What I would do is follow our ketogenic diet advice. Eat at least 50 g/day carbs from starches to get sufficient glucose, plus sufficient protein to reach 600 calories/day protein+carb, but add in large amounts of MCT oil or coconut oil. Also, do intermittent fasting – eat all the carbs within an 8-hour window; eat at least half the MCT oil in the 16-hour fasting window.

Once on a good diet, I might experiment with antibiotics to see if they relieve symptoms.

Please let me know how things go.

Leave a comment ?

9,730 Comments.

  1. Still stuck on the vinegar question. When you say “commercial” vinegar, do you mean pasteurized, since most,but not all, commercial vinegar is pasteurized?

    Would you say to avoid avoid raw vinegar if dealing with fungus?

    Hi Ellen,

    I would stick to vinegar that lacks live fungus, whatever method they use to achieve that – pasteurization, filtering, etc.

  2. About vinegar and dead vs. alive yeast… I’ve read (not on this site) that it’s harmful to consume any yeasts, even dead ones, on an anti-fungal diet. If so, vinegar would be out, yes? But it sounds like you might be saying dead yeasts are ok, as in vinegar. Would love info or opinions, if you’ve got any.

    Hi SGW,

    Live yeast is more dangerous, because of potentially fungemia risks and/or gene exchange helping existing yeasts evolve. However, dead yeasts will still excite inflammation and toxicity responses and so listen to your body. If a food with dead yeasts gives you trouble, then you can either use detox aids (bentonite clay or charcoal) to remove the toxins or avoid the food.

  3. Hi Paul, Thank you so much for the info! This certainly helps a lot! I am going to try to get my friends doctor to prescribe LDN for right now and if that doesn’t help then the progesterone blocker. If one of these works we’ll know a lot more about what’s going on and can finally treat with diet, supplements etc. The info on IBS and menstrual related pain was also very helpful for my condition. I am printing some of those articles out to take to my doctor 🙂 all the best, Claire

    Hi Claire,

    Just a reminder … the primary purpose of LDN is diagnostic, not curative … it will tell if the opioid system is involved, and because it affects the opioid system differently at different times of day (first blocking it then increasing its stimulation by elevating natural endorphins) … she might find it has a palliative effect, I hope that’s the case … she definitely should remove wheat and dairy from her diet in any case.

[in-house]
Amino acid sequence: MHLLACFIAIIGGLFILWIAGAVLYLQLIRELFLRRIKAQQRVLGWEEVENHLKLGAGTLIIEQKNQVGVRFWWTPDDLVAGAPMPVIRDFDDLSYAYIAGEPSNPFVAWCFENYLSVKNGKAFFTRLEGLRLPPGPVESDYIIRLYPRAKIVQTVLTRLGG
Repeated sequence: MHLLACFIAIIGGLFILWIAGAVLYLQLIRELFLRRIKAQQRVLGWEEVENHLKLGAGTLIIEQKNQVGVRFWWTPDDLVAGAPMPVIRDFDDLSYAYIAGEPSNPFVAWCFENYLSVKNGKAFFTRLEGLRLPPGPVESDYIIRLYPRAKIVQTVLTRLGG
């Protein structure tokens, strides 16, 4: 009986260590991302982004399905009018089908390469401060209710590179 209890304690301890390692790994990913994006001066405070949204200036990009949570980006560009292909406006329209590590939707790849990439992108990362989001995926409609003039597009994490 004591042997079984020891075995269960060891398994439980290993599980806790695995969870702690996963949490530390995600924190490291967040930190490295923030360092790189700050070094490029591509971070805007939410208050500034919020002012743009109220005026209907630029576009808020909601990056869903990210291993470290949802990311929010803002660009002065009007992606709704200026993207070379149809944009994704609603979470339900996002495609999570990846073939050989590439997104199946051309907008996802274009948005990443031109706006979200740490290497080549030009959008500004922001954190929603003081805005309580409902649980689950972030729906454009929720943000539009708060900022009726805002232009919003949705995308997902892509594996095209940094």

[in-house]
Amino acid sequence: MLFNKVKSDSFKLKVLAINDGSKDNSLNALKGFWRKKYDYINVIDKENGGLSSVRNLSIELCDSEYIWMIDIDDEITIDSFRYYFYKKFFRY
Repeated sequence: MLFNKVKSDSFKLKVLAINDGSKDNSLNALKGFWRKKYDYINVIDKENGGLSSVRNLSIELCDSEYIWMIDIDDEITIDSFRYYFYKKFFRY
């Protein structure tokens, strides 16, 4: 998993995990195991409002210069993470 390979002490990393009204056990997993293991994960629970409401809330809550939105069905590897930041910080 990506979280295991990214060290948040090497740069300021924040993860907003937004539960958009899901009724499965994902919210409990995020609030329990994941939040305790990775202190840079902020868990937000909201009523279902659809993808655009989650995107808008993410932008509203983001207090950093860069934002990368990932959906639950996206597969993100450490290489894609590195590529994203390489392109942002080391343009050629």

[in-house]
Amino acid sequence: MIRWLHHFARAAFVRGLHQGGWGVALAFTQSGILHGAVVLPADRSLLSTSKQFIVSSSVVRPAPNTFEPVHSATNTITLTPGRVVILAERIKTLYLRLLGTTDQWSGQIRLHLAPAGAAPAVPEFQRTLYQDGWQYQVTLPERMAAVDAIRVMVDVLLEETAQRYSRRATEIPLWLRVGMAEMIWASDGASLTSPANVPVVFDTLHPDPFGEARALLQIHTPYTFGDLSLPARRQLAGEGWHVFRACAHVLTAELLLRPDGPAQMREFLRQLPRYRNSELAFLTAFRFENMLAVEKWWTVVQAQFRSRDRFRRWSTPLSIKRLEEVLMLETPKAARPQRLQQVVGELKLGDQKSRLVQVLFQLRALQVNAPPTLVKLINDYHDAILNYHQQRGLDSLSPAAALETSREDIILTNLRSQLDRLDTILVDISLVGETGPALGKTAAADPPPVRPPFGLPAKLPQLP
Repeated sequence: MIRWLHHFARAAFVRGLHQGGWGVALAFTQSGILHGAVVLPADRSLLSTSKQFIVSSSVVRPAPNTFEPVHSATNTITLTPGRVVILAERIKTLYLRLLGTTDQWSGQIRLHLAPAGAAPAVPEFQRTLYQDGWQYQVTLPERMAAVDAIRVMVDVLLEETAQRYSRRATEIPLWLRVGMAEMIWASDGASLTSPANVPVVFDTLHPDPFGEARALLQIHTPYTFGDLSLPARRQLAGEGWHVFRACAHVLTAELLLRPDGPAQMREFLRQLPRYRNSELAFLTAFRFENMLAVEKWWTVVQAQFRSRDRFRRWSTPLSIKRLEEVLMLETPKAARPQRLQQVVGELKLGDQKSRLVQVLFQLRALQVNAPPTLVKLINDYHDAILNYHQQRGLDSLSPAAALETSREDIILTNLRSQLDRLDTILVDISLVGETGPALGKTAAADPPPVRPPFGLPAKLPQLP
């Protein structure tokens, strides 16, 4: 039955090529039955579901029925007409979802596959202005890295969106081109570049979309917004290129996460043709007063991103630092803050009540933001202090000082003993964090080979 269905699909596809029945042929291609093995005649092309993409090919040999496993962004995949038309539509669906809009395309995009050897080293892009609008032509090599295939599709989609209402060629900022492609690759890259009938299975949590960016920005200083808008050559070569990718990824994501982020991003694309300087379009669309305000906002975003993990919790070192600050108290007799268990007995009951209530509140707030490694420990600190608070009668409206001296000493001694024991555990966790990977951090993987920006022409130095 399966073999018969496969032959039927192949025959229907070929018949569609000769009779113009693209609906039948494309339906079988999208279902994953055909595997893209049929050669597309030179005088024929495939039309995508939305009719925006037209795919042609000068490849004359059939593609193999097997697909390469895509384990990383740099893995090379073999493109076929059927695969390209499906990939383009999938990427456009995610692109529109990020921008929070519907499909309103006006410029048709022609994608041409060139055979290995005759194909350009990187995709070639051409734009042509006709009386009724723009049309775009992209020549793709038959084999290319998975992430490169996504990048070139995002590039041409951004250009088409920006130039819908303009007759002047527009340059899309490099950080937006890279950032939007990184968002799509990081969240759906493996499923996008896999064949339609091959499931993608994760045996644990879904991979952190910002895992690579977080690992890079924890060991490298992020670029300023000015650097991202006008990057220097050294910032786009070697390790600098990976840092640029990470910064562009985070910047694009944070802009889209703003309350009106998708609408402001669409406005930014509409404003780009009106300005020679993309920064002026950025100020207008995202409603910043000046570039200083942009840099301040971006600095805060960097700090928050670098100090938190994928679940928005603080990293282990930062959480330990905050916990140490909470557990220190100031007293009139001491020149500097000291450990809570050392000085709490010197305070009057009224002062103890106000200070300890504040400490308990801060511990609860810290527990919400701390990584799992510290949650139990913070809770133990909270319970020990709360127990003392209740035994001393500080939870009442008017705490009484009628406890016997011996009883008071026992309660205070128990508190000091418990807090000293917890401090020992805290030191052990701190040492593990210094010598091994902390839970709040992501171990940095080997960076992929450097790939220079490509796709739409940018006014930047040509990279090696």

4. Hi Paul,

    All the advice about baby food is greatly appreciated by my daughter. Now she has a question about butter – would it be a good fat for the babies or would ghee be better? The baby liver pate recipe contains organic chicken livers, stock and organic ghee. She asks if she could substitute butter or coconut oil and whether you think butter would be as good as other fats in mashed potatoes and sweet potatoes?

    Hi Francesca,

    I would definitely start with ghee / clarified butter. The fat is safe but the dairy proteins can be problematic; milk casein can be allergenic if not fully digested, and it is hard to digest.

    From ghee progress to raw milk, then eventually to pasteurized milk and regular butter.

  5. Hi Paul,

    I was attempting to undertake a tooth remineralization diet. I have read up on the major points emphasized in this protocol, regarding vit A, D, and K2, as well emphasizing salivary flow. I was wondering if you have any dietary tips that would help with these listed bullet points, or some other methods that could help with the remineralization process. Also, I was wondering if it is wise to stay away from ketosis during this process since I remember you saying that low carb (i.e. ketosis) emphasizes dryness (or lack of moisture via mucin inadequacy). Thank you =)

    Hi Michael,

    Ketosis is OK as long as you get adequate starches in the diet and achieve ketosis with coconut oil and maybe leucine. It’s the starch deprivation, not the ketones, that causes loss of saliva.

    Other things that can help tooth mineralization: extracellular matrix ingredients by eating gelatin, bone broth/stock made with plenty of joint tissue, organ meats, sulfur (say from supplemental MSM or epsom salt baths), and vitamin C.

    Best, Paul

  6. So all this time I have been using raw, unfiltered vinegar thinking it was superior! And I guess if you don’t have fungal issues, it is. I have been using only this kind of vinegar for so long that it never occurred to me to question it. Just goes to show the need to question everything!

    It will be interesting to see if switching to filtered/pasteurized makes any difference for me